A rehabilitated bald eagle in New Jersey was released back into the wild as the state's wildlife officials attempted to draw attention to the recovery of the area's birds of prey.
The Division of Fish and Wildlife of New Jersey's Department of Environmental Protection made the announcement,
saying that taxpayers have given the department a big boost through the state's annual income tax check-off on Form NJ-1040 for the endangered and nongame species program.
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"The health of our wildlife populations is a good indicator of the overall health of the environment," said David Chanda, the state's Division of Fish and Wildlife director. "This is particularly true of birds of prey, also known as raptors, which have made remarkable recoveries in New Jersey over the past several decades. Populations of peregrine falcons, ospreys, and bald eagles continue to climb in New Jersey."
The Department of Environmental Protection said in a statement that the state's bald eagle population increased to 148 territorial pairs in 2013, up from 135 in 2012. Of that number, 119 pairs actively laid eggs.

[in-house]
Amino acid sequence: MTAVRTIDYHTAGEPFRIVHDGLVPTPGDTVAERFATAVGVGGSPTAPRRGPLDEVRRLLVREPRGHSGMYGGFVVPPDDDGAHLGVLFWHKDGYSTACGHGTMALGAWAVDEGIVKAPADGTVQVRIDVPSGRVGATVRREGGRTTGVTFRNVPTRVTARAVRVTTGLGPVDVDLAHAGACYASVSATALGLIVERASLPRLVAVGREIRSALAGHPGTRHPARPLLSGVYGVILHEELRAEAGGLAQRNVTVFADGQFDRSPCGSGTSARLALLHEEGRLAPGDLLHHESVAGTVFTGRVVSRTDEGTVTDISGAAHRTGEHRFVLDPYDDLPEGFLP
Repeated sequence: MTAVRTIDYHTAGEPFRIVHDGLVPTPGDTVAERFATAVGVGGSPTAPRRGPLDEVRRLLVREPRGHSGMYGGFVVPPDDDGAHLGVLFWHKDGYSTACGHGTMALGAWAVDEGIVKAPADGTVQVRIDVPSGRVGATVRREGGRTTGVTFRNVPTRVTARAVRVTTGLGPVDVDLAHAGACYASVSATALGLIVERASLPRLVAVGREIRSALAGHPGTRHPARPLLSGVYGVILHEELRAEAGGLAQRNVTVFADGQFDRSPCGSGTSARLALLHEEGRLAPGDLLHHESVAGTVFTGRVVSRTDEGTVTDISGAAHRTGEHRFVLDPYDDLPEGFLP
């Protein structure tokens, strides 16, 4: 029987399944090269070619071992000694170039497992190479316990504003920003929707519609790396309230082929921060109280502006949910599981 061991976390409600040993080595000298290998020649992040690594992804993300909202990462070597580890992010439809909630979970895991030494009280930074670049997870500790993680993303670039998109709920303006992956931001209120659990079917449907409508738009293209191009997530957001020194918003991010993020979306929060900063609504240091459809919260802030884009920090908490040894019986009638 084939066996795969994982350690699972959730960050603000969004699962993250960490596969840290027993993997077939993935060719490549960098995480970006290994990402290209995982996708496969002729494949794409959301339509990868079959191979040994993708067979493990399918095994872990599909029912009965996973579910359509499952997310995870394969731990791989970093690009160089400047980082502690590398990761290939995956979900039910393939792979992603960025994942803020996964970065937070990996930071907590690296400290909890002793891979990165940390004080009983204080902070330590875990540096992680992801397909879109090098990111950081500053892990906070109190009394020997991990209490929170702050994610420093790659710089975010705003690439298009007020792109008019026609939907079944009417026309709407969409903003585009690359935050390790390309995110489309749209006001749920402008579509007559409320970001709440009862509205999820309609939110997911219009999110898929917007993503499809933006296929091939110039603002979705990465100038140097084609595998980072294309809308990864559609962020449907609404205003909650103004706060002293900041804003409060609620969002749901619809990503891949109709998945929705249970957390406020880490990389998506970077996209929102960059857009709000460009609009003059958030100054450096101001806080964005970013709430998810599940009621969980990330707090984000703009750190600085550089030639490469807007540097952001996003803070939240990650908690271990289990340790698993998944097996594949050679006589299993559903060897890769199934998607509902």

The department said 96 of those nests produced 176 young bald eagles. The annual 2013 mid-winter eagle survey counted 297 bald eagles, with 264 nesting in the southern part of the state and 33 in the northern New Jersey.
"Not long ago, it would have been nearly miraculous to see a bald eagle in many parts of New Jersey — yet today we can marvel at this majestic creature returning to our skies," David Wheeler, executive director of the Conserve Wildlife Foundation, said in the department's statement.
"The inspiring recovery of bald eagles and other raptors across the Garden State is testament to the hard work and visionary collaboration of the state and Conserve Wildlife Foundation and speaks to the many dedicated volunteers whose passion and knowledge have helped so much," Wheeler added.
The bald eagle was first protected by law in 1940 when the species was on verge of extinction, with the passage of the Bald Eagle Protection Act. An amendment in 1962 added the golden eagle to the law, according to the U.S. Fish and Wildlife Service.
The bald eagle was taken off the endangered species list in 2007 as their numbers grew to at least 9,789 nesting pairs in the contiguous United States, according to the service.
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